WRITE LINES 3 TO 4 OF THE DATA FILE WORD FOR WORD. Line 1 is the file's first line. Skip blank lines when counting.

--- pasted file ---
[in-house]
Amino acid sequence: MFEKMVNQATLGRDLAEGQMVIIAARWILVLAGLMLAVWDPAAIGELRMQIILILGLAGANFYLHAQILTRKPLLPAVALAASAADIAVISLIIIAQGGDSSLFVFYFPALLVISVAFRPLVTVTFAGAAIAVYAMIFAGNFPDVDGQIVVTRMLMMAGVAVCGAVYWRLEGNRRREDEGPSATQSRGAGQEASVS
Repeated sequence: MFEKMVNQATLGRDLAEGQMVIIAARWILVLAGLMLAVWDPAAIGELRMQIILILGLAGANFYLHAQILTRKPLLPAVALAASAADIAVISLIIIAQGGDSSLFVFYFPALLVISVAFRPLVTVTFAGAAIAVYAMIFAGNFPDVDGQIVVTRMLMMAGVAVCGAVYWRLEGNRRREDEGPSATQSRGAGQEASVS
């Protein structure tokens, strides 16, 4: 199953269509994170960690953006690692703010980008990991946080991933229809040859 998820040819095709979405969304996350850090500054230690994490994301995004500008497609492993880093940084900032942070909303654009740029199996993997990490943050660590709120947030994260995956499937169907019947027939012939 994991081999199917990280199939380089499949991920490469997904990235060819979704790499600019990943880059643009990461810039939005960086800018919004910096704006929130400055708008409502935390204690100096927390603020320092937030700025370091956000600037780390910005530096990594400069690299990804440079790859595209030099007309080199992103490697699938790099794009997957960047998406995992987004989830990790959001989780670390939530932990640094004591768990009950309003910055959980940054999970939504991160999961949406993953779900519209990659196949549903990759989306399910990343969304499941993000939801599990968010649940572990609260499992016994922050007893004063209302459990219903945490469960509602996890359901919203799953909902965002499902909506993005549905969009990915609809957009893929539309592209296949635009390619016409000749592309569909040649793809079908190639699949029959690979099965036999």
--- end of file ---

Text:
Repeated sequence: MFEKMVNQATLGRDLAEGQMVIIAARWILVLAGLMLAVWDPAAIGELRMQIILILGLAGANFYLHAQILTRKPLLPAVALAASAADIAVISLIIIAQGGDSSLFVFYFPALLVISVAFRPLVTVTFAGAAIAVYAMIFAGNFPDVDGQIVVTRMLMMAGVAVCGAVYWRLEGNRRREDEGPSATQSRGAGQEASVS
């Protein structure tokens, strides 16, 4: 199953269509994170960690953006690692703010980008990991946080991933229809040859 998820040819095709979405969304996350850090500054230690994490994301995004500008497609492993880093940084900032942070909303654009740029199996993997990490943050660590709120947030994260995956499937169907019947027939012939 994991081999199917990280199939380089499949991920490469997904990235060819979704790499600019990943880059643009990461810039939005960086800018919004910096704006929130400055708008409502935390204690100096927390603020320092937030700025370091956000600037780390910005530096990594400069690299990804440079790859595209030099007309080199992103490697699938790099794009997957960047998406995992987004989830990790959001989780670390939530932990640094004591768990009950309003910055959980940054999970939504991160999961949406993953779900519209990659196949549903990759989306399910990343969304499941993000939801599990968010649940572990609260499992016994922050007893004063209302459990219903945490469960509602996890359901919203799953909902965002499902909506993005549905969009990915609809957009893929539309592209296949635009390619016409000749592309569909040649793809079908190639699949029959690979099965036999």